I’ve had a number of friends complain that the art of romance seems to be dead. Significant others (SOs) ignore or forget about dates of importance, the “just because” gift never appears anymore, even simple things like buying something you know your SO would enjoy (doesn’t have to be expensive – something like a candy bar they haven’t had in a while can be a romantic gesture).
I think it’s actually a bigger problem. No, I’m not going to blame it on our digital culture, like a lot of people do. We live in an age where communication is made easier every day. But, we seem to think, even more than we used to, that our SOs should have mental telepathy.
Look, people. Even if telepathy is possible (jury is still out on that one until we can actually give it a rigorous testing), it would only be in a minuscule portion of the global population.
So why do we think our partners can read our minds???
I absolutely despise hearing the complaint of “But if they loved me, they would KNOW what’s wrong!” SERIOUSLY???
Love does NOT automatically allow your partner to read your mind. In fact, if you read any speculative fiction at all, the idea that anyone actually knows what someone else is thinking ends up either being very bad or very good. In fact, one of my absolutely favorite authors, Spider Robinson, takes on the idea of telepathy in many different ways:
- The Lifehouse Trilogy
- Time Pressure
- The Stardance Trilogy (written with his wife)
- Very Bad Series
- Very Bad Deaths
- Very Bad Choices
- The Callahan Series
- Callahan’s Crosstime Saloon
- Time Travelers Strictly Cash
- Callahan’s Secret
- Callahan’s Lady
- Lady Slings the Booze
- The Callahan Touch
- Callahan’s Legacy
- Callahan’s Key
- Callahan’s Con
- Off the Wall at Callahan’s
Yes, I think it is quite important to read these books. That and Heinlein’s work (both adult AND juvenile works – the juvenile books are quite engrossing for adults. I’m not sure why they seemed to need to be juvenile, other than the fact that many of the main characters start out as kids or early teens).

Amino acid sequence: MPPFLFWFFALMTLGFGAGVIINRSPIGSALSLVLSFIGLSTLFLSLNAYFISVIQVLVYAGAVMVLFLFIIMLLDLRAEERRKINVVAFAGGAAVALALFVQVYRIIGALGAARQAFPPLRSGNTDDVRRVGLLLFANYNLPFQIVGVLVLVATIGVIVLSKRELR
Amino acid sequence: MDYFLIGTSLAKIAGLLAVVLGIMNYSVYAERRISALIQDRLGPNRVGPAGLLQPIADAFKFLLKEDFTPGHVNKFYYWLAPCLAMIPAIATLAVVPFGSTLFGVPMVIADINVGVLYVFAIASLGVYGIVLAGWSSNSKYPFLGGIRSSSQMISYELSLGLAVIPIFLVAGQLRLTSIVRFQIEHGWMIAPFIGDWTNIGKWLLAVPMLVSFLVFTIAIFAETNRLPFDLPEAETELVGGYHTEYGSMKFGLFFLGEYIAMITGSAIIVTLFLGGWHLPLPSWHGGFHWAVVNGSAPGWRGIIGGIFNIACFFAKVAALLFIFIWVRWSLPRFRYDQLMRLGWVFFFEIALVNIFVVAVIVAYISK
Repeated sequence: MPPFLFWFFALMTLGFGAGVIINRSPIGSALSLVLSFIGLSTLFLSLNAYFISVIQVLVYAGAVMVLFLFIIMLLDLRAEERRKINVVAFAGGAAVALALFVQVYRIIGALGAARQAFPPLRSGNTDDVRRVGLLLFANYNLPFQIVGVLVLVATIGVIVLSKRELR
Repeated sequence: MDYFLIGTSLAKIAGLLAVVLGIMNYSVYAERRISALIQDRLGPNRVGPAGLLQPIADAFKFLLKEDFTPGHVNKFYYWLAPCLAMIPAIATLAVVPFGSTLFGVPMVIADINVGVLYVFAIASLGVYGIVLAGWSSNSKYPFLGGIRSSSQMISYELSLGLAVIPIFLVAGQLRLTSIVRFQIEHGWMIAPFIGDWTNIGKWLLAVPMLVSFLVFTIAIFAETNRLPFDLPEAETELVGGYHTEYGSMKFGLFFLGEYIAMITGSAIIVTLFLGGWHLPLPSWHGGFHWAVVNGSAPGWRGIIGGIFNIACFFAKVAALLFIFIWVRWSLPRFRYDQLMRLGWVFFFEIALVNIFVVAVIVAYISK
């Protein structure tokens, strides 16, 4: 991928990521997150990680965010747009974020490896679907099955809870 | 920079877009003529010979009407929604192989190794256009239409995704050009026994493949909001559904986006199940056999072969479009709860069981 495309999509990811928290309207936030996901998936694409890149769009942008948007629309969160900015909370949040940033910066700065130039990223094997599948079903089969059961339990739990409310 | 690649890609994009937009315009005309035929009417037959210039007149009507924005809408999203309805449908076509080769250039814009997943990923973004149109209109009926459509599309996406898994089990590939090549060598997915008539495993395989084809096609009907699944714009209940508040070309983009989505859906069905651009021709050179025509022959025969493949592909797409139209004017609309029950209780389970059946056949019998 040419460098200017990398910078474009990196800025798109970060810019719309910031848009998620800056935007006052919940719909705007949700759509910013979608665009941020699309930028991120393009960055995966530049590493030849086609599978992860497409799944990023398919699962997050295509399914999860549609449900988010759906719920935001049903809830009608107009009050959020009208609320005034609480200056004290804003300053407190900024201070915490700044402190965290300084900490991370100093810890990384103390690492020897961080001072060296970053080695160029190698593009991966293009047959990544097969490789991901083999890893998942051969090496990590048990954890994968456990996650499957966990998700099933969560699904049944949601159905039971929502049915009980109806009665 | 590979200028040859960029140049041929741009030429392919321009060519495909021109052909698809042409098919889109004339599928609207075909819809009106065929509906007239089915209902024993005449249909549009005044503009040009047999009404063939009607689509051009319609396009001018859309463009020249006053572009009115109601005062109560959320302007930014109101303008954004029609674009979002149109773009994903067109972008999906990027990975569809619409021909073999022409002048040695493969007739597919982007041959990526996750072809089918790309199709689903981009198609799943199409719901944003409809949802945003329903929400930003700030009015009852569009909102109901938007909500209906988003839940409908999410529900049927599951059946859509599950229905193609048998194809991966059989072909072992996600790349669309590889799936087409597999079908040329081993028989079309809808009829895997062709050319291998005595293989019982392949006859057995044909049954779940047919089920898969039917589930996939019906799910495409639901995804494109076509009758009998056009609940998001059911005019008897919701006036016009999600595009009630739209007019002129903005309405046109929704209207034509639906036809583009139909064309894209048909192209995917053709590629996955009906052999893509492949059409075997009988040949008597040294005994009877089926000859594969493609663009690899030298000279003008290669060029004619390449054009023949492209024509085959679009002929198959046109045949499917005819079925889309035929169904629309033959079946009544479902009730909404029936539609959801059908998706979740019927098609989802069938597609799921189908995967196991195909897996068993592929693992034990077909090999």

This is NOT one of my random tangents. I learned most of my social ability from reading both Robinson and Heinlein. I’m not as harsh as Heinlein can be, but I’m a little less laid-back as Robinson can be. When I was younger, I wanted to be Maureen when I grew up (minus the incest, please….EW). Later, I leaned more towards being Friday, Hilda (although, I’ll never be as petite) or Eunice.
The thing is, every single one of the ladies in these stories is independent, yet willing to lean on their men at need. Every single one of them communicates – A LOT. And not just random bullshit either. The relationships in these books are PARTNERSHIPS, relying on each other’s strengths, and bolstering each other’s weaknesses.
Look, ladies and gents, if ANY of you have any skills at strategy you know DAMNED well you don’t try to plan without knowing the skills/talents of your resources as well as each of their individual (and group) tactics. And part of that is knowing their mental and emotional states – you don’t want to apply a strategy with someone who’s going to break down.
Relationships require strategy too. You have to plan IN TANDEM with your partner, not just taking control and ignoring their needs or direction. Communication is ESSENTIAL to keeping a romance on the right track.
We haven’t LOST romance, we’ve lost the awareness that ANY relationship (friends, lovers or any other kind of relationship) requires WORK. It requires COMMUNICATION. It’s not just something that happens. It’s something to work on each and every day if you want to keep that relationship. Our divorce-friendly culture is only a PART of the problem. The other part is realizing that the romance isn’t always just about the OTHER person – it’s YOU TOO!